(Ecofin Agency) - South Africa’s agriculture sector is well-positioned to benefit from the various opportunities offered by the African Continental Free Trade Area (AfCFTA), which came into effect on Jan. 1st, 2021.
Unlike some other countries on the continent, S. Africa is currently well integrated into the intra-African agricultural trade landscape through direct exports, imports, and re-exports.
According to data from the International Trade Center (ITC), the rainbow nation alone accounts for more than 80% of the continent's intra-African poultry trade. The country also weighs heavily in maize trade, for which the rainbow nation is the largest African producer, accounting for nearly one-third of intra-African trade.
In 2020, S. Africa exported R167 billion worth of agricultural products with 38% of the products being sold on the African market. While southern Africa is the region that concentrates most of this trade with Botswana, Namibia, Mozambique, Zimbabwe, and Lesotho (24% of total export value), AfCFTA offers a unique diversification opportunity.
With tariff liberalization expected to cover 90% of goods traded between countries in the long run, South Africa plans to capture market share in other destinations by leveraging its agribusiness industry.
“For example, for Zambia, a least developed country where a 25% customs tariff is applicable on orange imports into the country, the tariff will be reduced by 2.5% per annum, starting in 2021. A South African orange exporter to Zambia will experience a steadily declining tariff, reaching 0% in 2030,” said Tshepo Morokong, Agricultural Economist at the Western Cape Department of Agriculture.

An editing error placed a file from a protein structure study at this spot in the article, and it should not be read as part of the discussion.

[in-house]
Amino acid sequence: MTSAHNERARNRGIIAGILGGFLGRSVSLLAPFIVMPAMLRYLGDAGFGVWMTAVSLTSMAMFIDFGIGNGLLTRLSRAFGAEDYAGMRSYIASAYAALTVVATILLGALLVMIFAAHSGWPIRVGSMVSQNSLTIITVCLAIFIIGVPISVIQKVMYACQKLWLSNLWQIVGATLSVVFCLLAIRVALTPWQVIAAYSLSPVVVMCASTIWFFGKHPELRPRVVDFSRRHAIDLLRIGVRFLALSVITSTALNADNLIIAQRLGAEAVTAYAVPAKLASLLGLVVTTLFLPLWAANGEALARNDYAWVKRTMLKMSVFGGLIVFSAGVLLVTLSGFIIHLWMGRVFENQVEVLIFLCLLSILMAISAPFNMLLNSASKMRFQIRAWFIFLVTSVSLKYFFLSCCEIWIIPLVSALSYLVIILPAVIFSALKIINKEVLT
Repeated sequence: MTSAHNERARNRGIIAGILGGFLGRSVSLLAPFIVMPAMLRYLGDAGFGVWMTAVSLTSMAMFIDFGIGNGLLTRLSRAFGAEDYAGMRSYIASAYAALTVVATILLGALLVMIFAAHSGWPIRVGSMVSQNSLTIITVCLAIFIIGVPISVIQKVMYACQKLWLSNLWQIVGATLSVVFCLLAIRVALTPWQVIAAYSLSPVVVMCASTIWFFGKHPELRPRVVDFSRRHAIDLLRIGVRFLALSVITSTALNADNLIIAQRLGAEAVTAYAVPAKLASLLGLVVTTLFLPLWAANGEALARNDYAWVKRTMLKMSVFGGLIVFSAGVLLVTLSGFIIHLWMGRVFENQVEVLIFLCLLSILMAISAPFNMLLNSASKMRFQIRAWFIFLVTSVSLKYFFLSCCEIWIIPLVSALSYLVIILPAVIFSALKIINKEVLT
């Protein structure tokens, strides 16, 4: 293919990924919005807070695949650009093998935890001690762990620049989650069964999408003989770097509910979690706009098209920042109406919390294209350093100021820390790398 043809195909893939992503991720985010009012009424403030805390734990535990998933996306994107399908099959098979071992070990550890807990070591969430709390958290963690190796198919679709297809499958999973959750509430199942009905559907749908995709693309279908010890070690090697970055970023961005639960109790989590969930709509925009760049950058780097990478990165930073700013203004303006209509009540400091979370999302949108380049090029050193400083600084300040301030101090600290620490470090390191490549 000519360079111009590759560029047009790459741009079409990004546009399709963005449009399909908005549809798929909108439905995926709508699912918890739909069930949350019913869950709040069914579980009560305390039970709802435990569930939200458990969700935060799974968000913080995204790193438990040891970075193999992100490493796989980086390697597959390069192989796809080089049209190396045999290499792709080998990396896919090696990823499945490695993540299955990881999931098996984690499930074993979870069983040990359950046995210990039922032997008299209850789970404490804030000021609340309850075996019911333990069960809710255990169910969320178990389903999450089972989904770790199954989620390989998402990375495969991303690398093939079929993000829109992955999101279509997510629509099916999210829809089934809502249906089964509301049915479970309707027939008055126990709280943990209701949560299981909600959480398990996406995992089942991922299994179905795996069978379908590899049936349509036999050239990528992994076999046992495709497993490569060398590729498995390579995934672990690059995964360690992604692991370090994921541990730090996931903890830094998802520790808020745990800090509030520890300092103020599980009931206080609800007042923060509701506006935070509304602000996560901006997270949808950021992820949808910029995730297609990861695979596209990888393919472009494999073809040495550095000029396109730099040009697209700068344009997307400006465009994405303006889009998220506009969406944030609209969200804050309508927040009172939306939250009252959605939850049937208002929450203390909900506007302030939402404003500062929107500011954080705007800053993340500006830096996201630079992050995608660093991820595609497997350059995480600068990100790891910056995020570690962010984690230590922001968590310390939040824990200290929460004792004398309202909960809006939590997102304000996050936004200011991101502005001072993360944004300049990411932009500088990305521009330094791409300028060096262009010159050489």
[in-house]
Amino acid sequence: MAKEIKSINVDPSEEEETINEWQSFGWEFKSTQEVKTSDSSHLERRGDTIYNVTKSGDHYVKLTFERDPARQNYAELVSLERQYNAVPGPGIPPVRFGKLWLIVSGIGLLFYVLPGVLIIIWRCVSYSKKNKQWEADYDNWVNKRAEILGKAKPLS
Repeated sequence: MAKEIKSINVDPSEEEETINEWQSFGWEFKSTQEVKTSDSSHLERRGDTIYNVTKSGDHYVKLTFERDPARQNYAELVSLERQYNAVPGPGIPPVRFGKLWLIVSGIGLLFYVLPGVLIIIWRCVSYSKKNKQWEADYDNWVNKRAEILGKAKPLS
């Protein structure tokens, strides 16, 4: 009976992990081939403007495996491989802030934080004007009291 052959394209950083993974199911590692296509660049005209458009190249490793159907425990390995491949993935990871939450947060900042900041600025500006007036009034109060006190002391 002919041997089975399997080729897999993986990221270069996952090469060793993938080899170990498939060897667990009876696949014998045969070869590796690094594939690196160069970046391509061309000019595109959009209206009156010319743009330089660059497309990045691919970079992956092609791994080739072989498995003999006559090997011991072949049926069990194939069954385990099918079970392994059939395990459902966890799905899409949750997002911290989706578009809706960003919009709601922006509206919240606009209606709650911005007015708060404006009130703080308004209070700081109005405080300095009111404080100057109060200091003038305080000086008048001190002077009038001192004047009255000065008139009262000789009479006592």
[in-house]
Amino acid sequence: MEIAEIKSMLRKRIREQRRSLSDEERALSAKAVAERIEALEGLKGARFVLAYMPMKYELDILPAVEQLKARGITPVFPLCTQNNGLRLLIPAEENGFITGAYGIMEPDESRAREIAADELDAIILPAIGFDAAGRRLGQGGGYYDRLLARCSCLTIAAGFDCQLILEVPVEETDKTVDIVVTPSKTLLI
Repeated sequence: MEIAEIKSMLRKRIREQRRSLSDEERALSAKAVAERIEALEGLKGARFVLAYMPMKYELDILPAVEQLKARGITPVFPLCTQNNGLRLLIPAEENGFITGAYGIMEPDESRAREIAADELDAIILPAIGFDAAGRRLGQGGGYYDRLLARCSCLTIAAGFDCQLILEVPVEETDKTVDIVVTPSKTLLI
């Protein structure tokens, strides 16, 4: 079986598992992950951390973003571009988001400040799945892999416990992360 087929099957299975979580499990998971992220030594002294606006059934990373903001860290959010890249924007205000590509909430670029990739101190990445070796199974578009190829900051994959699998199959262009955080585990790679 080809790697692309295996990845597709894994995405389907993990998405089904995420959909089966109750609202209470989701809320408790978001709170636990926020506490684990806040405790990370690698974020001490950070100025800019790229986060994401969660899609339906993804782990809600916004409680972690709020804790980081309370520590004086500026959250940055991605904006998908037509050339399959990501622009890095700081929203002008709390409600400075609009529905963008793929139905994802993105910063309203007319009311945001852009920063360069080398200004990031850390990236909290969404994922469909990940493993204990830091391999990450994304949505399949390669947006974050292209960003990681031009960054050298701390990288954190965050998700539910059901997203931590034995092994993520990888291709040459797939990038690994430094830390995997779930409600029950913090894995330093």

“It will be up to the private sector to utilize this opportunity through building partnerships and increase investment in regional value chains to facilitate value creation on the continent,” he added. According to him, the next step for governments is to complement the private sector’s efforts through investment in network infrastructure while addressing non-tariff barriers such as border-post inefficiencies, high transactional costs, corruption, and administrative burdens.
South Africa’s main agricultural exports include nuts, edible fruits, beverages, and grains.